On Unix/Linux, cron is a daemon that executes scheduled commands. Cron is started automatically from /etc/init.d on entering multi-user runlevels. Cron searches its spool area (/var/spool/cron/crontabs) for crontab files (which are named after accounts in /etc/passwd); crontabs found are loaded into memory.

Note that crontabs in this directory should not be accessed directly - the crontab command should be used to access and update them.

Cron also reads /etc/crontab, which is in a slightly different format. Additionally, cron reads the files in /etc/cron.d.

Linux Cron utility is an effective way to schedule a routine background job at a specific time and/or day on an on-going basis.

Linux Crontab Format

Crontab has 6 fields, and ranges are allowed.

MIN HOUR DOM MON DOW CMD
* * * * * *
| | | | | |
| | | | | +-- Cmd
| | | | +---- Day of the Week   (range: 1-7, 1 standing for Monday)
| | | +------ Month of the Year (range: 1-12)
| | +-------- Day of the Month  (range: 1-31)
| +---------- Hour  (range: 0-23)
+------------ Minute  (range: 0-59)

Scheduling a Job For a Specific Time

The basic usage of cron is to execute a job in a specific time as shown below. This will execute the backup shell script on 1th Feb 09:30 AM.

Please note that the time field uses 24 hours format.

30 09 01 02 * /home/script/mydb-backup

    30 – 30th Minute
    09 – 09 AM
    01 – 01th Day
    02 – 2th Month (June)
    * – Every day of the week

Schedule a Job For More Than One Instance (e.g. Twice a Day)

The following script take a incremental backup twice a day every day.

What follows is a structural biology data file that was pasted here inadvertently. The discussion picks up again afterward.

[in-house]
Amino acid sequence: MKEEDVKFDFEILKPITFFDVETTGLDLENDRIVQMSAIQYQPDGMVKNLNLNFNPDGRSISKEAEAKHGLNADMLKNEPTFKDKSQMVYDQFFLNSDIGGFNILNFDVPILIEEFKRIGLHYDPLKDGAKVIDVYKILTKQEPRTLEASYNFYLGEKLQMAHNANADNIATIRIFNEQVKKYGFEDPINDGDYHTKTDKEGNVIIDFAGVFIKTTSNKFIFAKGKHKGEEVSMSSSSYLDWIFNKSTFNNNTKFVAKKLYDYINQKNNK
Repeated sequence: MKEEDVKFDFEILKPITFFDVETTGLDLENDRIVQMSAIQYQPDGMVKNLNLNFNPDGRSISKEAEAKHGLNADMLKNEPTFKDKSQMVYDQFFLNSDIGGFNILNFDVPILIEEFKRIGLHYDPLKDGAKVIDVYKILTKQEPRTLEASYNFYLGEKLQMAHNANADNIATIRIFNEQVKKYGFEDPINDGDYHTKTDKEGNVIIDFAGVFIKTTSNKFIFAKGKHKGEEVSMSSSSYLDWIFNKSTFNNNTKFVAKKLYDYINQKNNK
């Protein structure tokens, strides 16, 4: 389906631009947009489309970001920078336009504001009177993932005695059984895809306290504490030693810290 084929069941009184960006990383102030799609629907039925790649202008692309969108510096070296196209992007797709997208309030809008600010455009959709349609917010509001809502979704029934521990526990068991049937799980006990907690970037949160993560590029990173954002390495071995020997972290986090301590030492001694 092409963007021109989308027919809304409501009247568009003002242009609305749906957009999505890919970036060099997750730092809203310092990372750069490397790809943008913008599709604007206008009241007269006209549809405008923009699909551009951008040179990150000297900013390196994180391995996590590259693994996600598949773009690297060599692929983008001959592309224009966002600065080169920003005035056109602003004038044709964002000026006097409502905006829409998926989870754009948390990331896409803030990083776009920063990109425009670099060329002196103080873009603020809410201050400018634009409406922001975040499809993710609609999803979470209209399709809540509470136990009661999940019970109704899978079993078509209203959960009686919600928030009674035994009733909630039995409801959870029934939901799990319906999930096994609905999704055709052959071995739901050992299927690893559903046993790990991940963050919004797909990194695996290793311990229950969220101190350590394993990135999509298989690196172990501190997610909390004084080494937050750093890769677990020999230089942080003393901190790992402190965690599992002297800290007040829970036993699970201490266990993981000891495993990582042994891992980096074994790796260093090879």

This example executes the specified incremental backup shell script (incremental-backup) at 11:00 and 16:00 on every day. The comma separated value in a field specifies that the command needs to be executed in all the mentioned time.

00 12,18 * * * /home/scripts/incremental-backup

    00 – 0th Minute (Top of the hour)
    12,18 – 12 AM and 6 PM
    * – Every day
    * – Every month
    * – Every day of the week

Schedule a Job for Specific Range of Time (e.g. Only on Weekdays)

If you wanted a job to be scheduled for every hour with in a specific range of time then use the following.
Cron Job everyday during working hours

This example checks the status of the database everyday (including weekends) during the working hours 9 a.m – 6 p.m

00 09-17 * * * /home/scripts/check-mydb-status

    00 – 0th Minute (Top of the hour)
    09-17 – Every hour between 9 am and 5 pm
    * – Every day
    * – Every month
    * – Every day of the week

Similarily, the example below checks the status of the database every weekday during the working hours 9 a.m – 5 p.m.

00 09-17 * * 1-5 /home/myscripts/check-db-status
    00 – 0th Minute (Top of the hour)
    09-18 – 9 am and 5pm
    * – Every day
    * – Every month
    1-5 -Mon, Tue, Wed, Thu and Fri (Every Weekday)

List Crontab Entries

To see current Logged-In User’s Crontab entries, run

$ crontab -l

Edit Crontab Entries

Edit Current Logged-In User’s Crontab entries

To edit a crontab entries, use crontab -e as shown below. By default this will edit the current logged-in users crontab

$ crontab -e

[Note: This will open the crontab file in Vim editor for editing.

Schedule a Job for Every Minute Using Cron.

* * * * * CMD

The * means all the possible unit — i.e every minute of every hour through out the year. In additional to that, here are more examples:

 */5 in minute field means every 5 minutes.
 0-10/2 in minute field mean every 2 minutes in the first 10 minute.

Note: The above convention can be used for all the other 4 fields.

Cron Special Keywords

Instead of specifying values in the 5 fields, we can specify it using a single keyword as mentioned below.

There are special cases in which instead of the above 5 fields you can use @ followed by a keyword — such as reboot, midnight, yearly, hourly, etc..
Table: Cron special keywords and its meaning

Keyword     Equivalent
@yearly     0 0 1 1 *
@monthly 0 0 1 * *
@daily     0 0 * * *
@hourly     0 * * * *
@reboot     Run at startup.

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